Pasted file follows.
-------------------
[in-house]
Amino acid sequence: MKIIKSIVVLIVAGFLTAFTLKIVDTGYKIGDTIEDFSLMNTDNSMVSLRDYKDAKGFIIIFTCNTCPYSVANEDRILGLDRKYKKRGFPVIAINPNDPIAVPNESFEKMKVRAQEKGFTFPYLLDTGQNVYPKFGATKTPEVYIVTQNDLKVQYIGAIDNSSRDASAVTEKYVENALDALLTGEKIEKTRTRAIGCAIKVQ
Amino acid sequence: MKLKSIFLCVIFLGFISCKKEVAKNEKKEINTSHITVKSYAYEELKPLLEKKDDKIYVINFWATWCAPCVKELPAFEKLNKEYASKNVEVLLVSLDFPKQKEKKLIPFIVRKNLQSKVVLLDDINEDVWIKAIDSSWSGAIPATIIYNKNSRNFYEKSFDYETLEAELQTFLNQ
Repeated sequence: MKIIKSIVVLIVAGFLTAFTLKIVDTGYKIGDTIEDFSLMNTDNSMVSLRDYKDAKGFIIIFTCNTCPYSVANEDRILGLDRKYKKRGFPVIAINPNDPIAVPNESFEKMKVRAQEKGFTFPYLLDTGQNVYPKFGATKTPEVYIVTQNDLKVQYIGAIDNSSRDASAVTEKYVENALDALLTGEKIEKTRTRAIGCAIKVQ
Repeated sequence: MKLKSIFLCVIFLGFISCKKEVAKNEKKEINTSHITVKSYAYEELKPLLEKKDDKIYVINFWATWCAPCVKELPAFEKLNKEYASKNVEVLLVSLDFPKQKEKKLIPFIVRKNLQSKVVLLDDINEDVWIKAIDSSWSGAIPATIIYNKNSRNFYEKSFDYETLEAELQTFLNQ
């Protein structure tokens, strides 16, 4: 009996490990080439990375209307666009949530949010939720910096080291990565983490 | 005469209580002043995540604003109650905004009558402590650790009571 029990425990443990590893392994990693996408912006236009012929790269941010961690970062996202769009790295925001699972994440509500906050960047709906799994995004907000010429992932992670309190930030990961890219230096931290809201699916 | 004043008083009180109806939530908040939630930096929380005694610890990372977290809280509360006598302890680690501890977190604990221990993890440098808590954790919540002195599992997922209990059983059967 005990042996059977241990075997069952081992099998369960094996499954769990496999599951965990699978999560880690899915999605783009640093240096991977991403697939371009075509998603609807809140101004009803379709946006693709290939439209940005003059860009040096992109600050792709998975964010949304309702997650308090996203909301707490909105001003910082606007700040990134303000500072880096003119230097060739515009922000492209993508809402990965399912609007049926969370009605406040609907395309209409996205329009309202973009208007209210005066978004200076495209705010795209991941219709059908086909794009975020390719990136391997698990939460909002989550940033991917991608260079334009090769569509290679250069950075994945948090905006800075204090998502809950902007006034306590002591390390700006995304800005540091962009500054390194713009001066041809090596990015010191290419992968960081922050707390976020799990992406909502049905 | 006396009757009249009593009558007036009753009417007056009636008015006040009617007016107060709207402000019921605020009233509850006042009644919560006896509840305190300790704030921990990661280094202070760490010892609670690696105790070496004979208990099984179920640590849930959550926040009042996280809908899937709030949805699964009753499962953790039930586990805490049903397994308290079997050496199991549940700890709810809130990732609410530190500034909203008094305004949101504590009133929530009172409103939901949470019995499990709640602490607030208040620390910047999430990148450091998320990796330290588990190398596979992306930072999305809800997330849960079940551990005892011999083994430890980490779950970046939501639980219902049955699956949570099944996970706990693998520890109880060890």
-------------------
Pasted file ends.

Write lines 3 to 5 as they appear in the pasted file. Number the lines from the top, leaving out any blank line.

Amino acid sequence: MKLKSIFLCVIFLGFISCKKEVAKNEKKEINTSHITVKSYAYEELKPLLEKKDDKIYVINFWATWCAPCVKELPAFEKLNKEYASKNVEVLLVSLDFPKQKEKKLIPFIVRKNLQSKVVLLDDINEDVWIKAIDSSWSGAIPATIIYNKNSRNFYEKSFDYETLEAELQTFLNQ
Repeated sequence: MKIIKSIVVLIVAGFLTAFTLKIVDTGYKIGDTIEDFSLMNTDNSMVSLRDYKDAKGFIIIFTCNTCPYSVANEDRILGLDRKYKKRGFPVIAINPNDPIAVPNESFEKMKVRAQEKGFTFPYLLDTGQNVYPKFGATKTPEVYIVTQNDLKVQYIGAIDNSSRDASAVTEKYVENALDALLTGEKIEKTRTRAIGCAIKVQ
Repeated sequence: MKLKSIFLCVIFLGFISCKKEVAKNEKKEINTSHITVKSYAYEELKPLLEKKDDKIYVINFWATWCAPCVKELPAFEKLNKEYASKNVEVLLVSLDFPKQKEKKLIPFIVRKNLQSKVVLLDDINEDVWIKAIDSSWSGAIPATIIYNKNSRNFYEKSFDYETLEAELQTFLNQ